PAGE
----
Posts tagged with "richard h. driehaus":

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Society of Architectural Historians announces Awards of Architectural Excellence

The Society of Architectural Historians (SAH) has announced the winners of its 2016 Awards for Architectural Excellence. The award for Architectural Stewardship is going to philanthropist Richard H. Driehaus. Sarah Herda, director of the Graham Foundation for Advanced Studies in the Fine Arts, will receive the award for Public Engagement with the Built Environment. Architect Peter Landon, FAIA, founder and principal of Landon Bone Baker Architects, has won the Design, Planning and Sustainability award. Founded in 2010, the SAH Awards for Architectural Excellence were begun to honor individuals in architectural practice and academic study. This year’s awards will be presented at a benefit gala at the Racquet Club of Chicago on November 4th. Proceeds from the gala will go towards the restoration of the SAH headquarters in the 125-year-old Charnley-Persky House, one of the few residences designed by Louis Sullivan and Frank Lloyd Wright. Richard H. Driehaus is the founder of Driehaus Capital Management LLC, the Richard H. Driehaus Foundation, and Richard H. Driehaus Charitable Lead Trust. Over the last 30 years, through philanthropic gifts, Driehaus has contributed the historic preservation of multiple buildings and landscapes from the Ransom Cable House to the restoration of Old St. Patrick’s Church, to name just a few. Sarah Herda is the director of the Graham Foundation for Advanced Studies in the Fine Arts. The Graham Foundation is the largest institution in the United States dedicated to awarding project-based grants to individuals and institutions working on architectural projects and research. Since becoming it director, Herda has transformed the foundation's headquarters into a world renowned venue for the exhibition of art and architecture. In 2015 Herda, along with Joseph Grima, was the co-artistic director of the inaugural Chicago Architecture Biennial. Peter Landon is the founder and principal of Landon Bone Baker Architects (LBBA). In the past several years LBBA has been recognized for its socially-conscious design, city planning, development, and architecture. Landon’s work ranges from the adaptive reuse of the Dorchester Art + Housing Collaborative to the Parkside mixed-income high-rise development on Chicago’s Near North Side. The Society of Architectural Historians is an internationally recognized organization which promotes the study of architecture, design, landscapes, and landscape urbanism. The SAH uses print and online publications, as well as local, national, and international programs to advocate for the engagement with the history of the built environment.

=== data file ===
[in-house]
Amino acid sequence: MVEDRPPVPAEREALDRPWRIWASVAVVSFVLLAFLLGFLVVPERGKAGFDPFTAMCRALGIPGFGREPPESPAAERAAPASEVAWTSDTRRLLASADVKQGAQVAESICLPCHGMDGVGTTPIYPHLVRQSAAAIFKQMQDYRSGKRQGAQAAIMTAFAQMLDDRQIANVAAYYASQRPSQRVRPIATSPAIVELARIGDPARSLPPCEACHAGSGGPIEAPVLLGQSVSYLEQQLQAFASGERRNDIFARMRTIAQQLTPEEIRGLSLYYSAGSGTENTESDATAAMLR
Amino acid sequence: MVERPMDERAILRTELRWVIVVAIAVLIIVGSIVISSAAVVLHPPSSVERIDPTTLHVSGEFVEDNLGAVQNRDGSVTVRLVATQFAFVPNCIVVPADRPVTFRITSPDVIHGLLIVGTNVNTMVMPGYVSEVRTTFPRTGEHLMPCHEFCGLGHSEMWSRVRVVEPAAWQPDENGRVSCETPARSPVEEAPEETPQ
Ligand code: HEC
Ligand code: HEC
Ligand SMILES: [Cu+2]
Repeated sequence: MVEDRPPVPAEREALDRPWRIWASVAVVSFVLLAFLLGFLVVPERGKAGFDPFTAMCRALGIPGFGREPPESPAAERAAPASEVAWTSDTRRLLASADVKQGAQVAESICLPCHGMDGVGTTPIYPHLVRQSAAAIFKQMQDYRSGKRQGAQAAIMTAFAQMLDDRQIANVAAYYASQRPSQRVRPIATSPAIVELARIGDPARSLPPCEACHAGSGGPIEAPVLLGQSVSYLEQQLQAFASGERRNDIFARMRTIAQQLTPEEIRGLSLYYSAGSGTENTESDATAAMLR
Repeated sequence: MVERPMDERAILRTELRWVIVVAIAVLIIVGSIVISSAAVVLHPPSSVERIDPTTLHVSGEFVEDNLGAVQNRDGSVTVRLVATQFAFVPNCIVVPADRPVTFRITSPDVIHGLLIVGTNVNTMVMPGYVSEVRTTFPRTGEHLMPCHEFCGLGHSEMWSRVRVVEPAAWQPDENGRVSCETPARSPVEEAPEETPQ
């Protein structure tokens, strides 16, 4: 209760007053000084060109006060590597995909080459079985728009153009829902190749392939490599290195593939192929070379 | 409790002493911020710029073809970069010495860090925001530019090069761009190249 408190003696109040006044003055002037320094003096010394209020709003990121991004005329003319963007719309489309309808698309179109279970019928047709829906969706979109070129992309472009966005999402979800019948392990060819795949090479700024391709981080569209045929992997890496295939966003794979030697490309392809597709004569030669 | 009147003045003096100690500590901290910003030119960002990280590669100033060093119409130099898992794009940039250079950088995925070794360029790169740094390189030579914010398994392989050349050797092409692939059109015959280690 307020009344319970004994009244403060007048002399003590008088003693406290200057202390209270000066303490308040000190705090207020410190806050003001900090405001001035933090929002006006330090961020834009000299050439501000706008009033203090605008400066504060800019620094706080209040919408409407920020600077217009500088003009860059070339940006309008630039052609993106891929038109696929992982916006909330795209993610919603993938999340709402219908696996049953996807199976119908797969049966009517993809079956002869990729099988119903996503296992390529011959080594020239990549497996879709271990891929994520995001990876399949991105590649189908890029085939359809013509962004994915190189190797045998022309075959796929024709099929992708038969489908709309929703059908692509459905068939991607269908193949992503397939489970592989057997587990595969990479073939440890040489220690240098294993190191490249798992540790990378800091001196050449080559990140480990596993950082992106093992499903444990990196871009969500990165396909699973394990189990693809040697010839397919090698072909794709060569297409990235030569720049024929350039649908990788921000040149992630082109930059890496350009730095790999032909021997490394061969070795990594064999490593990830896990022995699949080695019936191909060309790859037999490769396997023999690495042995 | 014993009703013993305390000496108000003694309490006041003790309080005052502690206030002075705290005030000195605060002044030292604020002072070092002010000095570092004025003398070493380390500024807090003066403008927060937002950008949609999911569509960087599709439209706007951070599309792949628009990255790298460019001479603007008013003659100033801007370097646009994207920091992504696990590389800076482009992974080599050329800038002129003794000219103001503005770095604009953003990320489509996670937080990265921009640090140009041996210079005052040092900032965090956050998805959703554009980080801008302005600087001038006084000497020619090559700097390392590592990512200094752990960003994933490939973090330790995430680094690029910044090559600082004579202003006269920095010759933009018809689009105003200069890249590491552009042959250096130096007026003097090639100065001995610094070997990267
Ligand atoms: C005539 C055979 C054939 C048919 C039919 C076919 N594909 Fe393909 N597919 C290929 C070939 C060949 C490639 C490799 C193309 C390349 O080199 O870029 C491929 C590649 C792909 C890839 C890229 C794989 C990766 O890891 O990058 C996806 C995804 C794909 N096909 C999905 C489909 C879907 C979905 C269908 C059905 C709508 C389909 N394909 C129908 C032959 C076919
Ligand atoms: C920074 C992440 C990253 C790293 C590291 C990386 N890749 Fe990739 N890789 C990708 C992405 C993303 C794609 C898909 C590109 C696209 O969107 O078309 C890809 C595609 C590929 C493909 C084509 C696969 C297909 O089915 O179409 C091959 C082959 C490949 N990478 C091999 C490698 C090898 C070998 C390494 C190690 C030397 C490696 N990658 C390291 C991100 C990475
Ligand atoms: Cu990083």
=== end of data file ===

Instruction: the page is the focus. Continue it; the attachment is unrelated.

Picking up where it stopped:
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Pier Carlo Bontempi and Ruan Yisan accept Driehaus awards for classicist architecture and preservation

Italian architect Pier Carlo Bontempi and Chinese preservationist Ruan Yisan last weekend received the highest honors in the world of classicist design—a school of though that AN previously examined alongside the more widely known Pritzker Prize. The 2014 Richard H. Driehaus Prize went to Bontempi, an architect from Parma, Italy whose work includes a block recovery plan for that city’s historic center, as well as the Place de Toscane and the “Quartier du Lac” resort in Val d’Europe near Paris. In a WTTW documentary made for the occasion of the award, Bontempi likened traditional and classical design to well-made salami and other local delicacies—modernists, Bontempi said, cut through the whole sausage, while those with an eye to the past are more careful in their preparation. He told the crowd gathered at the award ceremony Saturday in Chicago that he considered it a great compliment when a Dutch couple confused one of his buildings with a string of historic structures along the road to Rome, wondering why it wasn’t included in their guide. Administered since 2003 by the school of architecture at the University of Notre Dame, the $200,000 Driehaus Prize “is awarded to a living architect whose work embodies the highest ideals of traditional and classical architecture in contemporary society, and creates a positive cultural, environmental, and artistic impact,” according to its website. Ruan Yisan received the $50,000 Henry Hope Reed Prize, which is “given to an individual working outside the practice of architecture who has supported the cultivation of the traditional city, its architecture and art through writing, planning or promotion.” Yisan, a historic preservationist and professor of architecture at Shanghai’s Tongji University, has helped catalogue and preserve numerous cities and cultural sites around China. He supervised the Yangtze River Water Towns preservation project, and won protection for the Pingjiang Historic District in his native Suzhou—both sites have since landed on UNESCO's World Heritage list. The professor, who turns 80 this year, told the award audience Saturday that the American remittance of funds paid after China's 1900 Boxer Rebellion helped educate a generation of architects and designers who would sustain the nation’s architectural preservation movement through the 20th century. “It’s good karma,” he said through a translator. (Somewhat ironically, American designers and universities are also helping reshape contemporary China in a fashion decidedly more modern than that honored by the Driehaus Awards.)